Terry Gilliam's paranoid time-travel labyrinth is less an SF film than a story of the fear of madness, but no less powerful for it
Science fiction and fantasy are like any other fictional mode: they're only as good as the presumptions brought to them.
Why I find the obsession with "prescience" in science fiction to be misguided.
Over the course of my life I've emigrated from one kind of imagination to another -- from just "making things up" to seeing what we have in front of us in a new way.
I don't particularly care if my SF is hard, soft, or mushy; I care whether or not I give a darn about who's in it and what happens.
On the presence of inarticulate, inexpressive prose -- "Engfish" -- in SF&F.
On cheating in a work of fantasy or SF.
What are people for in SF&F? To show us what's possible, and to show how that's possible right here, not just "out there somewhere."
On using Zen Buddhist notions of time in writing SF&F.
What Zen taught me about writing SF&F, part 1.
With every story set in a strange new world, give yourself as many individual elements of wonderful strangeness to draw on.
The story of a never-written project that made me realize why I don't want to rub the misery of our moment in people's faces and call that art.
More notes on writing SF&F, as a Buddhist- and Zen-influenced author.
The job of a storyteller should not be to make things complex, but to find common threads in complex things. Doubly so in SF&F.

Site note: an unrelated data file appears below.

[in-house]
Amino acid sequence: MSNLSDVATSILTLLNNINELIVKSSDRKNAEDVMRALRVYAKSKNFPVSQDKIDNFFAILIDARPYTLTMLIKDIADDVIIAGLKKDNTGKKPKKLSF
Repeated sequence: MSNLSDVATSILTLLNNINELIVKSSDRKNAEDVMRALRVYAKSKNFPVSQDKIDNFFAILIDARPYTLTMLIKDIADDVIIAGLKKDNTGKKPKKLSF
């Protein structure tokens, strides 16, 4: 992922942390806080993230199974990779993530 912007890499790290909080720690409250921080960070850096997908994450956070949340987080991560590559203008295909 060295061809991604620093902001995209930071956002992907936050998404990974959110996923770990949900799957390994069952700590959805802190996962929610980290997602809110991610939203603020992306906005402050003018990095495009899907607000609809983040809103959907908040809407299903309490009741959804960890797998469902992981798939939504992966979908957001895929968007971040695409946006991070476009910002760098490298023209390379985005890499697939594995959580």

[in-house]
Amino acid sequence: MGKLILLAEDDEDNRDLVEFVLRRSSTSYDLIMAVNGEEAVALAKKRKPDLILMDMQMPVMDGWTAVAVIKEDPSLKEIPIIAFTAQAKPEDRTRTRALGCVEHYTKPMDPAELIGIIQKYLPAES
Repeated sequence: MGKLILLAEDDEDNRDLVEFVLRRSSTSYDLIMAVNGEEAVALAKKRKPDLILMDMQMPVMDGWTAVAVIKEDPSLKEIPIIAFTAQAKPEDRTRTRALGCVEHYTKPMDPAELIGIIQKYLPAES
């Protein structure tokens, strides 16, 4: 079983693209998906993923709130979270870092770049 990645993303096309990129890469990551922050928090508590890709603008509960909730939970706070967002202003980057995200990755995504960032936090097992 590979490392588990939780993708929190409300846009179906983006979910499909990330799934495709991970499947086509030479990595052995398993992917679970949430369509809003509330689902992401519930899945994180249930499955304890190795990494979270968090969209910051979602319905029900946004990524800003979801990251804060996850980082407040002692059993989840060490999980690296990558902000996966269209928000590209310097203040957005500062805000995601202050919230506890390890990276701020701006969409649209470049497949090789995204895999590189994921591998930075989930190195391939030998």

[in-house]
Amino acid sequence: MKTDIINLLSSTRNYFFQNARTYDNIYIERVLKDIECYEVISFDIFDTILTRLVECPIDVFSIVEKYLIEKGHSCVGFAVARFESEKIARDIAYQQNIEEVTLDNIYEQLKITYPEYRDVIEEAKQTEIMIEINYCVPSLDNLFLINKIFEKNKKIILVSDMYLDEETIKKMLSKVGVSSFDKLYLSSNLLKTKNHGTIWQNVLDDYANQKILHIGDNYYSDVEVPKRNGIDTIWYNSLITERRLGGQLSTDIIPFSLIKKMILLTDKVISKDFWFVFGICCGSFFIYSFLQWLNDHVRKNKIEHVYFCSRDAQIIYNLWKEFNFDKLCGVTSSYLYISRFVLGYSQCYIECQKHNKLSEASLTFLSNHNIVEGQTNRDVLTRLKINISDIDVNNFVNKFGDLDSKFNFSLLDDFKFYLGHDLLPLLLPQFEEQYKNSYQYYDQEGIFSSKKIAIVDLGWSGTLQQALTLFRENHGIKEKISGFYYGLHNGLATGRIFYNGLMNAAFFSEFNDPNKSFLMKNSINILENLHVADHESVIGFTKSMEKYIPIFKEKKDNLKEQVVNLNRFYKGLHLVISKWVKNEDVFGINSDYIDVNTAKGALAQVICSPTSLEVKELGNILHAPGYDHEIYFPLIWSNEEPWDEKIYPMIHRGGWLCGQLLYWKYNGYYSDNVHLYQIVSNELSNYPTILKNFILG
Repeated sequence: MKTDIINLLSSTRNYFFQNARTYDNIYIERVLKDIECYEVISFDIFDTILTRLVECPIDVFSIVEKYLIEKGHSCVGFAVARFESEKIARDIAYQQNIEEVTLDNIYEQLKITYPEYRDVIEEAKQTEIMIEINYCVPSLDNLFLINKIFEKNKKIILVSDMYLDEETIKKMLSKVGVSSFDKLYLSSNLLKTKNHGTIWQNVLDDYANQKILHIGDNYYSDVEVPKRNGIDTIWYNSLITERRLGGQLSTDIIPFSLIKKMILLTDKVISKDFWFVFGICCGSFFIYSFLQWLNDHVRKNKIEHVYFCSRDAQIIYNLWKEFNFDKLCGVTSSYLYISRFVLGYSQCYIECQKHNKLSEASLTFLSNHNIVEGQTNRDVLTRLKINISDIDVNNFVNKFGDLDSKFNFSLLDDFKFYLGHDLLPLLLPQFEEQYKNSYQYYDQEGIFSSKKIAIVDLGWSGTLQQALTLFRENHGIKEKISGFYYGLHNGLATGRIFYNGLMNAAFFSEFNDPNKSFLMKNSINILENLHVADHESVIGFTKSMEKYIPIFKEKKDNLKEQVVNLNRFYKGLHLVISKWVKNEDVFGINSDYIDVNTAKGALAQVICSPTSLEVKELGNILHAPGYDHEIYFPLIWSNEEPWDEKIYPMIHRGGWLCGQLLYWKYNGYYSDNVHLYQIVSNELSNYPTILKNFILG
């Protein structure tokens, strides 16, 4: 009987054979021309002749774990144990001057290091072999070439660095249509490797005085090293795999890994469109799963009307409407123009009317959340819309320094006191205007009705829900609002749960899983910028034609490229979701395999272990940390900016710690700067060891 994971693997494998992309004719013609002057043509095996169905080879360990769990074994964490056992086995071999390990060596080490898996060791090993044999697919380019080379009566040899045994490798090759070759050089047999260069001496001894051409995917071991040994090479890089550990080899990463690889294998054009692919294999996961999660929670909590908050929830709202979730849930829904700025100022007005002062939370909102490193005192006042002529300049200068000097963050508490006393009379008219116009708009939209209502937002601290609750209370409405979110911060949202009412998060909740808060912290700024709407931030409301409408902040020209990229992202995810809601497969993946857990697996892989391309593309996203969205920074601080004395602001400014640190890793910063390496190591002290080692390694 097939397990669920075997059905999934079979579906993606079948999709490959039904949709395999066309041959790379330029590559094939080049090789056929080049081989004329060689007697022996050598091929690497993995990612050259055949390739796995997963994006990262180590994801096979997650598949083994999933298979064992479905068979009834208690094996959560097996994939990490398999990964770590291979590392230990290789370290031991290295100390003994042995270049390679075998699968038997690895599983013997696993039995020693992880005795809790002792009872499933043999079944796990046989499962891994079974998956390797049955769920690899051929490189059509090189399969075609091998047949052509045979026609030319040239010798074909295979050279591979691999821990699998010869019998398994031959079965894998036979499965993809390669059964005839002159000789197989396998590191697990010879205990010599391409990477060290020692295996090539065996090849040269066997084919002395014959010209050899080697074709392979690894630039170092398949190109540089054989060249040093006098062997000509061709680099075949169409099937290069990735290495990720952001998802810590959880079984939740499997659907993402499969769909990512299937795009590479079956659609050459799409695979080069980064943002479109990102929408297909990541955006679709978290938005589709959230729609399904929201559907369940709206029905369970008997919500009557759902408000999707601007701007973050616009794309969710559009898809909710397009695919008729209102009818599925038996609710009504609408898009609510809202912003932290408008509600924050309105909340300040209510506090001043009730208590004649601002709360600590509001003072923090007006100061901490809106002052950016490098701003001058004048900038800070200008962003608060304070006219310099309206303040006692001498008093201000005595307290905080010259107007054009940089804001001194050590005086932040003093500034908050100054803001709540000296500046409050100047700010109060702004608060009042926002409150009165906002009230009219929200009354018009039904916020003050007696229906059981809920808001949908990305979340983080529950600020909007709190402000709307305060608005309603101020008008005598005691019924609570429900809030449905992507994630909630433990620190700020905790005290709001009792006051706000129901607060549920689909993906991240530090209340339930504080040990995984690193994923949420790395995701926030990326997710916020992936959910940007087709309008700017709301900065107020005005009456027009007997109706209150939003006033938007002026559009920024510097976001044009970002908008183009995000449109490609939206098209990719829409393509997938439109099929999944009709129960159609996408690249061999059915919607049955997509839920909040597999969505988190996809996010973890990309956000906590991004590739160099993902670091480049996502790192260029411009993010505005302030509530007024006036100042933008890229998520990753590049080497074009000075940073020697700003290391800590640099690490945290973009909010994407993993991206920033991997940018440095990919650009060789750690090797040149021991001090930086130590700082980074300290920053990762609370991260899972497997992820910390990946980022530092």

An actual SF movie, not just a tarted-up shoot-'em-up, both because of the breadth of its ideas and how they are lovingly personalized.
In a story that spans multiverses and multi-selves, do we even need to talk about a "self"?
If there is a "throughline" for our moment in time, it's not something that condenses itself down to the kind of overarching planning found in fiction.
The mere fact that David Lynch's Dune was made at all, and in the Hollywood of the early 1980s to boot, is something of a miracle. Would that it was a better adaptation of the source material, or just a better movie, period.
In a field that's trend-driven, all the most interesting and truly groundbreaking work can only come from the fringes.
Skepticism of one's own positions is difficult to cultivate, in big part because the rest of the world openly defies us to doubt ourselves constructively.
When you are faced with a world this chaotic and nasty, is the only sane response to reject it wholesale?
Darren Aronofsky's ingenious micro-budget debut, twenty-plus years later, holds up better than some of his bigger-budgeted efforts
The books that made me -- specifically, the SF and fantasy books.
A kooky example of science fiction from Hong Kong, a cinematic world that has relatively little SF to begin with.
Twenty years later, the Wachowskis' digital fable still stands tall, outliving the slickness of the moment and attempts to misappropriate it